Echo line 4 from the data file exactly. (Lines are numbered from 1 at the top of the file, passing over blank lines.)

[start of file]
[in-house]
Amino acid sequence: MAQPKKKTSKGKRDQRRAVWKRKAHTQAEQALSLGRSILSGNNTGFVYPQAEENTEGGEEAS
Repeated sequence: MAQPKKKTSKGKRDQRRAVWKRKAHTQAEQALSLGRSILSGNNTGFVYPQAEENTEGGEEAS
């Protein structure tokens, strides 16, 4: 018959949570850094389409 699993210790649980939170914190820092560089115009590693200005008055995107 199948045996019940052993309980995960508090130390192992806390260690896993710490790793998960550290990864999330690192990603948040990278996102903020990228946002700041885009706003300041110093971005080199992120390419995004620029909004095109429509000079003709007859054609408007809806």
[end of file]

């Protein structure tokens, strides 16, 4: 018959949570850094389409 699993210790649980939170914190820092560089115009590693200005008055995107 199948045996019940052993309980995960508090130390192992806390260690896993710490790793998960550290990864999330690192990603948040990278996102903020990228946002700041885009706003300041110093971005080199992120390419995004620029909004095109429509000079003709007859054609408007809806």